Ben Gallob, Assistant Editor at JTA for 30 Years, Dies at 83
Menu JTA Search

Ben Gallob, Assistant Editor at JTA for 30 Years, Dies at 83

Download PDF for this date

Ben Gallob, a longtime editor at the Jewish Telegraphic Agency, has died.

He was 83.

Born in Minneapolis on May 23, 1914, Gallob earned a degree in journalism from the University of Minnesota.

He worked for United Press International in Minneapolis, Chicago and Detroit as well as the National Jewish Post & Opinion in Indianapolis.

In 1951, Gallob moved to New York City where he was a publicist for Mizrachi Women.

He joined the JTA staff in 1955 — an affiliation he believed would be short– lived.

But he stayed for 30 years.

“He was one of the lucky people,” said his son Joel, because he “enjoyed almost every day of his job.”

Until 1985, Gallob was an assistant editor and columnist for JTA. During his tenure he was well–known for his column “American News Report.”

He also created the Community News Reporter, one of JTA’s two weekly publications that is distributed to all subscribers of the Daily News Bulletin.

Energetic and enthusiastic, Gallob was known to stay at the office very late.

Gallob was friendly with leaders in the Jewish community, but those relationships did not interfere with his objective reporting.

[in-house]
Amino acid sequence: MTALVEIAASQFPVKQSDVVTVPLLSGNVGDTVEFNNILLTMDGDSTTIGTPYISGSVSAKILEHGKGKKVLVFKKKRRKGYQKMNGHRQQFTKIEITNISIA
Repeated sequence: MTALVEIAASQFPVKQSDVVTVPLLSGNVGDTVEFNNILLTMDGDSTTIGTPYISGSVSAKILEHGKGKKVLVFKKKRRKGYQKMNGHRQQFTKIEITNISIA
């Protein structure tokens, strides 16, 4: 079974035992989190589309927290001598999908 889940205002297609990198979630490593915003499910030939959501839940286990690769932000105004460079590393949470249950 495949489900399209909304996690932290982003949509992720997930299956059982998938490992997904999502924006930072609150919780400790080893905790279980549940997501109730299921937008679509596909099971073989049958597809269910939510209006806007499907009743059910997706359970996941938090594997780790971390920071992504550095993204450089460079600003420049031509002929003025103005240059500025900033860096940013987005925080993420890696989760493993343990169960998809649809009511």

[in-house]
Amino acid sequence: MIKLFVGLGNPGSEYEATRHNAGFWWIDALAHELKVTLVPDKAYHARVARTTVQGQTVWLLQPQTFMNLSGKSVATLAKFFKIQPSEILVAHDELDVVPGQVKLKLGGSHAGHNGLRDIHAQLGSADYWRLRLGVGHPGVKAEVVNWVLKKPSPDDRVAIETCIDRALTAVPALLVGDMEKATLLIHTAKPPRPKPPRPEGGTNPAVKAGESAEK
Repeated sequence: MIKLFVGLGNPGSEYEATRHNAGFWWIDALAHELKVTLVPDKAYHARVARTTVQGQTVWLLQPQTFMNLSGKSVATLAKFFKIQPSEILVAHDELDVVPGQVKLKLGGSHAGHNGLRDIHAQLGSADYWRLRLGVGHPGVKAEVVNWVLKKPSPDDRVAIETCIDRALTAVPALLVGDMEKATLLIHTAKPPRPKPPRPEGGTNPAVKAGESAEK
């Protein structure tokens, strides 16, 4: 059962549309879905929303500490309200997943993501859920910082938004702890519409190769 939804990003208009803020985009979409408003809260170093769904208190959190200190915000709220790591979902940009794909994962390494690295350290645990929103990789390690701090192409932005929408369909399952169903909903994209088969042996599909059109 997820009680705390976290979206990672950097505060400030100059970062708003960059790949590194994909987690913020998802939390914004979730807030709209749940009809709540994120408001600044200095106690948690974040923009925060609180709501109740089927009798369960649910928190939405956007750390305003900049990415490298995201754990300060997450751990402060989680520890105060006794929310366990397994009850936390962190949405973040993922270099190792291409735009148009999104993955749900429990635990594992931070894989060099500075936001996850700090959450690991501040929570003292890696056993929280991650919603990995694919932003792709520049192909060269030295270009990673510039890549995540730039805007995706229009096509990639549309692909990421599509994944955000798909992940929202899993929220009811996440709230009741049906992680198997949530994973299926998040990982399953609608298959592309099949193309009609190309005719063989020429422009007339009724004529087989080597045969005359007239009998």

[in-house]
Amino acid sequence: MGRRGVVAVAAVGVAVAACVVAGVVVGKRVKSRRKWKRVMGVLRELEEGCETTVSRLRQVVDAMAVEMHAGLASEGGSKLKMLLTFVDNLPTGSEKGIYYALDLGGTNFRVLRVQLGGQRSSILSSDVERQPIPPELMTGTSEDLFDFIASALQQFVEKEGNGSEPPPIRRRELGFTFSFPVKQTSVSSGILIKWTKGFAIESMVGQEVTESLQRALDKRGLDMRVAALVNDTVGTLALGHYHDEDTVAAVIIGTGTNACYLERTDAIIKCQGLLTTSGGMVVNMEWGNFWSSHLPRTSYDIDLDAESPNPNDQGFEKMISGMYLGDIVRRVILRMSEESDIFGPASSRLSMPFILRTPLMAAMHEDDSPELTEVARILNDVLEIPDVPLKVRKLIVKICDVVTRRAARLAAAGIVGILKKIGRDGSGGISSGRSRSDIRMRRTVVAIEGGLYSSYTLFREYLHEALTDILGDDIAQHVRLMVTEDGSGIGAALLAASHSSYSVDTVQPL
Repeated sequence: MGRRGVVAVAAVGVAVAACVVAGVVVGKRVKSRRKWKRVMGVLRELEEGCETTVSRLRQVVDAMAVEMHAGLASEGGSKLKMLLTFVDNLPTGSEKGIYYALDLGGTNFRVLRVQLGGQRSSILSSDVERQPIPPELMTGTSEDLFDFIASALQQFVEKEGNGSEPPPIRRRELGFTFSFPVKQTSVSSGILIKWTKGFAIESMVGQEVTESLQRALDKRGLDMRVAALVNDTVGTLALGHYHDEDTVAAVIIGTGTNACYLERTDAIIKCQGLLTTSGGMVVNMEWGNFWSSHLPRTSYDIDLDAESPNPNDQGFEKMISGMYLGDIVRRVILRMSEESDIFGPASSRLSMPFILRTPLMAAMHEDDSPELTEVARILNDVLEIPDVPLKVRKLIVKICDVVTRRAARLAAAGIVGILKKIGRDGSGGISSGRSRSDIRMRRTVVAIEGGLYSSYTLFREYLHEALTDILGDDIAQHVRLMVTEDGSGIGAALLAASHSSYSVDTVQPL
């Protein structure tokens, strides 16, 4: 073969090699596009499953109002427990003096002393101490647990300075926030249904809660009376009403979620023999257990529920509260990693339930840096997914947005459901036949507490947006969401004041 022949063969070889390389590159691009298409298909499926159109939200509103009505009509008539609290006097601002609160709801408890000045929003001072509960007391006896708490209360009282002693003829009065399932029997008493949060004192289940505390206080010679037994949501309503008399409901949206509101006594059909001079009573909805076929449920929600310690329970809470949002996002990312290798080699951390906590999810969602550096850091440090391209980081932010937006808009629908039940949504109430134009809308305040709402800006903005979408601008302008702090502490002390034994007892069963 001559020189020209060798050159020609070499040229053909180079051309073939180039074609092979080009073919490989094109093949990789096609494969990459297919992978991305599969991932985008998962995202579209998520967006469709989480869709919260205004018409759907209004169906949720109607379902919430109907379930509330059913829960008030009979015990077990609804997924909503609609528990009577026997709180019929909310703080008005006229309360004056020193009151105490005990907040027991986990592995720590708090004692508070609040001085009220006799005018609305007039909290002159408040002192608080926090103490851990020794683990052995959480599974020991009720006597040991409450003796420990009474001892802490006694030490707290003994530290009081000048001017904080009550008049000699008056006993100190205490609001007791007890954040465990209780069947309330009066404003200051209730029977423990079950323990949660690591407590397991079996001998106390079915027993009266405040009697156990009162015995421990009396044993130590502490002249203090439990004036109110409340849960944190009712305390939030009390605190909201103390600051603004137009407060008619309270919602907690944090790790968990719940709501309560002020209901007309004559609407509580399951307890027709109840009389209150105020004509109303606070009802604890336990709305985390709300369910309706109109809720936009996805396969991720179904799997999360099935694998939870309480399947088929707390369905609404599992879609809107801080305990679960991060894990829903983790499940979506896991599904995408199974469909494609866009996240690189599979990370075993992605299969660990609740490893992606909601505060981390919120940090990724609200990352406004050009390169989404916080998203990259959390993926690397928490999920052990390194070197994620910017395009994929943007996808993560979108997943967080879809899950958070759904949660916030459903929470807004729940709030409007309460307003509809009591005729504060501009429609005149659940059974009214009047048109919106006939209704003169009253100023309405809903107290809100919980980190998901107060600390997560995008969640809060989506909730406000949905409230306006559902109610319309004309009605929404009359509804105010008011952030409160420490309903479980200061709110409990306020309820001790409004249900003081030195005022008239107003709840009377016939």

“He was honest and objective. He told what was happening,” said Murray Zuckoff, former JTA editor.

Gallob steered the JTA toward coverage of issues that had never been previously publicized in the Jewish community, Zuckoff recalled.

“He investigated subjects like crime in the Jewish community, homosexuality, problems between husbands and wives in the Orthodox community and drugs,” Zuckoff said.

“He wrote about the inner workings of the Jewish community, which at that time was a thorough mystery,” he said.

Mark Seal, former JTA executive vice president, said Gallob shaped the JTA’s coverage of Jewish institutions and organizations at a time when more attention was paid to political events in Washington and Israel.

Founding Funders

The digitization of the JTA Archive would not have been possible without the generous support of the following donors:
  • The Gottesman Fund
  • Righteous Persons Foundation
  • Charles H. Revson Foundation
  • Elisa Spungen Bildner and Robert Bildner, in honor of Norma Spungen
  • George S. Blumenthal
  • Grace and Scott Offen Charitable Fund